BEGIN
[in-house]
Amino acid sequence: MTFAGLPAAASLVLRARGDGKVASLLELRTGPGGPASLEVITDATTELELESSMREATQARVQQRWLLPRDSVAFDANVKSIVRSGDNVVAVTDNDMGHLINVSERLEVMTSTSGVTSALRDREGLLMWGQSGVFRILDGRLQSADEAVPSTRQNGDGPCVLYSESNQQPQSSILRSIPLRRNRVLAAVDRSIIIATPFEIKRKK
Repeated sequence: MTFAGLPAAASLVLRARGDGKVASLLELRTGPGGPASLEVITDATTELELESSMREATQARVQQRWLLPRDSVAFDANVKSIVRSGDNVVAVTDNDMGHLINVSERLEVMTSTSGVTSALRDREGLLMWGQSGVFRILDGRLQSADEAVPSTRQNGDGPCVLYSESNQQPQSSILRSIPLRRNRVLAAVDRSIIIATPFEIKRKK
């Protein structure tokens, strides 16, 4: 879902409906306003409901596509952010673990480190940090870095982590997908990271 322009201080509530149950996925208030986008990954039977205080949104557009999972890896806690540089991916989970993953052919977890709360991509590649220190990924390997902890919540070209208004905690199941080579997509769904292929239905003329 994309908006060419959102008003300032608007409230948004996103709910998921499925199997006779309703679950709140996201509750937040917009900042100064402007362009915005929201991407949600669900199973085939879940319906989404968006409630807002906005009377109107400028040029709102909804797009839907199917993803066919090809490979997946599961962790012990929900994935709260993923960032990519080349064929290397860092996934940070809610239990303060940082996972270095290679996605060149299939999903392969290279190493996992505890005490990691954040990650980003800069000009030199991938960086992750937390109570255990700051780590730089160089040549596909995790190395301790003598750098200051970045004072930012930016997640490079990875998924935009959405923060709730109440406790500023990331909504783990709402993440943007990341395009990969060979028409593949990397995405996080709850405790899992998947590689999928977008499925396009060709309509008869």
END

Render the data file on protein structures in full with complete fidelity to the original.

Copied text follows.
[in-house]
Amino acid sequence: MTFAGLPAAASLVLRARGDGKVASLLELRTGPGGPASLEVITDATTELELESSMREATQARVQQRWLLPRDSVAFDANVKSIVRSGDNVVAVTDNDMGHLINVSERLEVMTSTSGVTSALRDREGLLMWGQSGVFRILDGRLQSADEAVPSTRQNGDGPCVLYSESNQQPQSSILRSIPLRRNRVLAAVDRSIIIATPFEIKRKK
Repeated sequence: MTFAGLPAAASLVLRARGDGKVASLLELRTGPGGPASLEVITDATTELELESSMREATQARVQQRWLLPRDSVAFDANVKSIVRSGDNVVAVTDNDMGHLINVSERLEVMTSTSGVTSALRDREGLLMWGQSGVFRILDGRLQSADEAVPSTRQNGDGPCVLYSESNQQPQSSILRSIPLRRNRVLAAVDRSIIIATPFEIKRKK
């Protein structure tokens, strides 16, 4: 879902409906306003409901596509952010673990480190940090870095982590997908990271 322009201080509530149950996925208030986008990954039977205080949104557009999972890896806690540089991916989970993953052919977890709360991509590649220190990924390997902890919540070209208004905690199941080579997509769904292929239905003329 994309908006060419959102008003300032608007409230948004996103709910998921499925199997006779309703679950709140996201509750937040917009900042100064402007362009915005929201991407949600669900199973085939879940319906989404968006409630807002906005009377109107400028040029709102909804797009839907199917993803066919090809490979997946599961962790012990929900994935709260993923960032990519080349064929290397860092996934940070809610239990303060940082996972270095290679996605060149299939999903392969290279190493996992505890005490990691954040990650980003800069000009030199991938960086992750937390109570255990700051780590730089160089040549596909995790190395301790003598750098200051970045004072930012930016997640490079990875998924935009959405923060709730109440406790500023990331909504783990709402993440943007990341395009990969060979028409593949990397995405996080709850405790899992998947590689999928977008499925396009060709309509008869």